Also, the longer a couple is together, the more time they have to collect baggage. The more baggage a couple has, the more difficult it becomes to apologize. Why? Because the sins you have committed against your significant other pale in comparison (in your mind) to the sins he or she has committed against you.
How can she expect me to treat her with kindness when she is relentlessly emotional?!
Okay, so maybe I can get emotional sometimes, but how does he expect me to stay calm when he is so unkind to me?!
As difficult as it is to lower the walls around our dignity and offer apologies, it is essential for healthy relationships – and both parties need to be willing and able to seek out and offer forgiveness. Pride kills. It hinders our relationship with God. It can sever human relationships. It can convince us to throw away what is truly important to save face.
God Word is full of messages about the consequences of pridefulness:
- “For though the LORD is high, he regards the lowly, but the haughty he knows from afar.” (Psalms 138:6, ESV)
- “Toward the scorners he is scornful, but to the humble he gives favor.” (Proverbs 3:34, ESV)
- “One’s pride will bring him low, but he who is lowly in spirit will obtain honor.” (Proverbs 29:23, ESV)
- “Whoever exalts himself will be humbled, and whoever humbles himself will be exalted.” (Matthew 23:12, ESV)
- “But he gives more grace. Therefore it says, “God opposes the proud but gives grace to the humble.” (James 4:6, ESV)
God is not playing games. He requires us to lay down our pride. Additionally, He requires us to forgive.
“For if you forgive others their trespasses, your heavenly Father will also forgive you, but if you do not forgive others their trespasses, neither will your Father forgive your trespasses.” (Matthew 6:14-15, ESV)
But, He Has All These Other Wonderful Attributes!
It is tempting to make light of our sweethearts’ unwillingness to apologize, but it is very dangerous to bury such a concern. Unwillingness to apologize is a symptom of a deeper spiritual problem. Pride is one of the roots of evil. Pride tempts us to lie, steal, and commit any number of sins. If your partner rarely apologizes to you (when apologies are necessary) or, worse yet, regularly denies wrongdoing, this man or woman is not marriage material.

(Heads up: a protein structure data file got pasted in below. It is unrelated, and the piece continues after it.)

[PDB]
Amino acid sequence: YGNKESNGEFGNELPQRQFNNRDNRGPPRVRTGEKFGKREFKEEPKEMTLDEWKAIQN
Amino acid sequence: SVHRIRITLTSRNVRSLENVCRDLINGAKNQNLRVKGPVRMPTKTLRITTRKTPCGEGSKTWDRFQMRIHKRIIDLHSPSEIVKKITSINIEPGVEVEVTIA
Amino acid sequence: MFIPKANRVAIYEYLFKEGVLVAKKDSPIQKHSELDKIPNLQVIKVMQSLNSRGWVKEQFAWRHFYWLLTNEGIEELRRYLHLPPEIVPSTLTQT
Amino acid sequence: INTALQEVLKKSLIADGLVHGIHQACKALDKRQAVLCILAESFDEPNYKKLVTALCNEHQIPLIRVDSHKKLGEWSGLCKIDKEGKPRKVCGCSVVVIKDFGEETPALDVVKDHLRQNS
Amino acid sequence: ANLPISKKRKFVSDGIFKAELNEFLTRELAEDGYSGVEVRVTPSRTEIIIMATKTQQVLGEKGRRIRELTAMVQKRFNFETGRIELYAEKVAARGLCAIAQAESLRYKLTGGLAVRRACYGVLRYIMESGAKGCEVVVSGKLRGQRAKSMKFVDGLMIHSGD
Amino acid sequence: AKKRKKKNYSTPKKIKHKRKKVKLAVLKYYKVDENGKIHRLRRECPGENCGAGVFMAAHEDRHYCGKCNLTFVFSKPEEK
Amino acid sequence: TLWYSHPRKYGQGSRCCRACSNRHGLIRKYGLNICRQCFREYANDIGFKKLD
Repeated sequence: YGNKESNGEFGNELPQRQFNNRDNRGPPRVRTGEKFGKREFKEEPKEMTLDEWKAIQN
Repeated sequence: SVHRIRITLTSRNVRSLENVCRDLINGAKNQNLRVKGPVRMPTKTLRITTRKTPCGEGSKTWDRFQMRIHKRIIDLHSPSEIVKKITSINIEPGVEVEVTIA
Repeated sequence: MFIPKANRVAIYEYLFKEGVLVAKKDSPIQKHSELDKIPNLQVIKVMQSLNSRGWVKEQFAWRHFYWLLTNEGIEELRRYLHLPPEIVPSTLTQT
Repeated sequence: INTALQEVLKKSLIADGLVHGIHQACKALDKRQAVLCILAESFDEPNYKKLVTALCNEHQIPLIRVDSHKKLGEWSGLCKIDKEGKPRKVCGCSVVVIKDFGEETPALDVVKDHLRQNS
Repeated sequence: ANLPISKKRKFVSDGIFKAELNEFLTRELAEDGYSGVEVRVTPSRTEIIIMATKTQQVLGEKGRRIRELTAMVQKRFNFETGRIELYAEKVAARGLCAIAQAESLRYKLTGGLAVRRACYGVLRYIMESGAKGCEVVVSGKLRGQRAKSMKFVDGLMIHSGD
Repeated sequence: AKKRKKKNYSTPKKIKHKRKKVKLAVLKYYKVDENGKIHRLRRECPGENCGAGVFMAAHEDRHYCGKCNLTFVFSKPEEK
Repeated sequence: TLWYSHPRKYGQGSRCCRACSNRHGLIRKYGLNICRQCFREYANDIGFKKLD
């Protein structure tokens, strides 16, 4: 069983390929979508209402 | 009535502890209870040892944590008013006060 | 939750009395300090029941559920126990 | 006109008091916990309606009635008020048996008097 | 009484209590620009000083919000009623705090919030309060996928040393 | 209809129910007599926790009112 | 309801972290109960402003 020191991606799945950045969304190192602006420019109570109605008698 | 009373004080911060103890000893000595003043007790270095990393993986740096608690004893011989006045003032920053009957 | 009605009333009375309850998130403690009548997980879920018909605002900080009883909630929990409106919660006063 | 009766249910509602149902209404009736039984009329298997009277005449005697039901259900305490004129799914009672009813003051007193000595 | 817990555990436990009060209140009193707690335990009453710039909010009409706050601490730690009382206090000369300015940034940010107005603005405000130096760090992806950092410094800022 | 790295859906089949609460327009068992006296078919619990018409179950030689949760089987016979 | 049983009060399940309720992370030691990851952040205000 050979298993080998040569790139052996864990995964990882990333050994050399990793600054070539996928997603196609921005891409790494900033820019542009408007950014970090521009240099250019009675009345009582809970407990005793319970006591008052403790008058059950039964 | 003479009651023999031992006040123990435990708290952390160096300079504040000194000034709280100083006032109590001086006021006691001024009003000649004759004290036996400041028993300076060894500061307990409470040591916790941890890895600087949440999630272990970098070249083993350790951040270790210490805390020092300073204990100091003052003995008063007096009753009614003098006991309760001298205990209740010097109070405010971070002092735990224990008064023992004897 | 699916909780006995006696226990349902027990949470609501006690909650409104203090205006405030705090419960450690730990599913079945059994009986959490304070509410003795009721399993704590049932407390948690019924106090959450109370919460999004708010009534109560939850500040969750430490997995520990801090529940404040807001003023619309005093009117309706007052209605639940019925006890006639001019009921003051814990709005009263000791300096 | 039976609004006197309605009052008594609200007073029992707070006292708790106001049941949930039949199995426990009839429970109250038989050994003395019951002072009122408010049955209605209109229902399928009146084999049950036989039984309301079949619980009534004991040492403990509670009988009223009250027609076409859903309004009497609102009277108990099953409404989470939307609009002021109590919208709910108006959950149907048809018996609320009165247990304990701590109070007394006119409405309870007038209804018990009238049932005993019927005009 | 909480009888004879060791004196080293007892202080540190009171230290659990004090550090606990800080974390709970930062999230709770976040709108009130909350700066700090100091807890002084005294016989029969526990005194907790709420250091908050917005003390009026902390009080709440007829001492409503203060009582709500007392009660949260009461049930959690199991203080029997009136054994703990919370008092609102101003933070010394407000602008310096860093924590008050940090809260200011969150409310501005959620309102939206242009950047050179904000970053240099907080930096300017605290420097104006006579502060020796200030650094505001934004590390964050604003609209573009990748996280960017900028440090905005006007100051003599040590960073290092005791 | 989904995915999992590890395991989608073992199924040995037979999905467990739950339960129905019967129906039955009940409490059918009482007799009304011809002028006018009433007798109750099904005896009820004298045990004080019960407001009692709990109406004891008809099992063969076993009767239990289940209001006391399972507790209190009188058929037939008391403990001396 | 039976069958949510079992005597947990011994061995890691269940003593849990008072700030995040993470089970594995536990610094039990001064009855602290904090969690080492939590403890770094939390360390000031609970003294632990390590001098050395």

“For all that is in the world—the desires of the flesh and the desires of the eyes and pride of life—is not from the Father but is from the world.” (I John 2:16, ESV, emphasis mine)
We all sin. We all struggle with pride. We have reasons to apologize to each other regularly. No one – not even the sweetest among us – are immune from this disease of the human condition. If you are dating someone who does not apologize, who must be coerced into apologizing, or who will only apologize after you spend an hour explaining why you are hurt, red flags are flying. Please do not ignore them. Confront them before entering a painful marriage. Remember, your sweetheart is on his or her best behavior now. Your future spouse will never be perfect, but it is not ridiculous, naive, or perfectionistic to seek a spouse who is willing and able to apologize when he or she has wronged you (or anyone else).
“Let the wife make the husband glad to come home, and let him make her sorry to see him leave.” – Martin Luther
In households where husbands and wives practice repentance and forgiveness, the husband is glad to come home, and the wife is sorry to see him leave. Sadly, the opposite is true in homes filled with bitterness, broken hearts, and murderous silence.
Love means choosing to say you’re sorry.
What about your relationship? Is your boyfriend willing to admit when he is wrong? Is your girlfriend able to genuinely repent? Are there red flags waving? If you have not noticed, start now. In an unhappy marriage, till death can seem like an eternity. After a few decades together, humility in a spouse will mean more to you than looks, popularity, and riches ever did! ~smile~
Does your significant other struggle or refuse to say, “I am sorry?” Do you?